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Scepticism to Certainty: Rewriting my Narrative

Updated: Jan 30

As a pessimistic optimist, I was dubious about the value of peer observation. The thought of being scrutinized while teaching made me more nervous than a one-legged man in a butt-kicking contest.

But, as they say, "You gotta try it to believe it!" So, against my better judgment, I signed up for hashtag#PGCAP - and there it was - peer observation! right in the first module.

By the time the first observation session was over, I had already assumed it to be just as cringeworthy as I had anticipated. I was sure that I must have stumbled through my lessons like a drunken giraffe, waiting for the hammer to fall.

But the real magic happened during the debriefing sessions. The feedback from my peers was like a bolt of lightning to my soul. Suddenly, I felt a sense of optimism that I had never known before. It was like discovering the answer to the ultimate question of life, the universe, and everything (which, as we all know, is 42).

The most transformative part of the experience was the chance to examine my own behavior. I went from being a skeptical educator to the polar opposite. And, let me tell you, it was like a switch had been flipped in my brain. Suddenly, I saw opportunities to find encouragement and inspiration in even the most mundane situations in a classroom session.

After some deliberate reflection on the feedback I received, observing peers’ sessions and reading through the gold mine of works shared by my mentor, Shalini Gupta, I was able to improve my teaching by being more present and conscious about students’ behavior during the class. I could separate reasonable doubt from genuine uncertainty about the efficacy of my teaching strategies. And, let me tell you, it was a game-changer.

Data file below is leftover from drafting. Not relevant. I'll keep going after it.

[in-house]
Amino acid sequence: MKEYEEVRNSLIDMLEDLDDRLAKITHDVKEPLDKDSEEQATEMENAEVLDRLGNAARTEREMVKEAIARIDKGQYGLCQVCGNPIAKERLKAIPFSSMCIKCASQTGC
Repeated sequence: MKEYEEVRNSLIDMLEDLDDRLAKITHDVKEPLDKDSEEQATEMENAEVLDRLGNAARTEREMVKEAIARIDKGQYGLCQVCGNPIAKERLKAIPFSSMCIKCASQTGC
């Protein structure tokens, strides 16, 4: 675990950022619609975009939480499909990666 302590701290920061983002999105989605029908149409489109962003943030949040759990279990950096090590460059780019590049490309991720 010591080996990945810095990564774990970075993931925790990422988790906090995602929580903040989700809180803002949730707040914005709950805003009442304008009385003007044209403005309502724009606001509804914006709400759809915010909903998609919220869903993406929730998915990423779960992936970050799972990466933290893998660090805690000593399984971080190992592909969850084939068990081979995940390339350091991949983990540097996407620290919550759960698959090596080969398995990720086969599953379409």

Reflecting on the feedback I received from peers and friends was only part of the story. I also took a hard look at how my students were behaving in and outside the classroom and toward their own careers. I also looked at students’ behaviors in other teachers’ classes and in varied settings. It was like looking into a mirror, and what I saw wasn't always pretty.

But, with the help of my newfound approach and methods - thanks to Shalini Gupta, hashtag#PGCAP Peers and collegues at Pearl Academy, I began to transform my classroom sessions. I started to see my students as individuals with unique talents and challenges. I learned to tailor my teaching strategies to meet their needs. And the students started to respond in kind. They were more engaged in class, and they started to take ownership of their own learning and career paths.

It was like watching a flower bloom before my very eyes. The bond between myself and my students grew stronger with each passing day. And, in the end, I realized that the value of peer observation lay not just in the feedback I received but in the transformation it sparked in me and in my students.

In the words of the great Douglas Adams, "I may not have gone where I intended to go, but I think I have ended up where I needed to be."

Related Works: Refer to my essay "Reflections on Observations of Self & Peers" from PGCAP Module 1: Reflective Practitioner: Pedagogical Development & Classroom Management.

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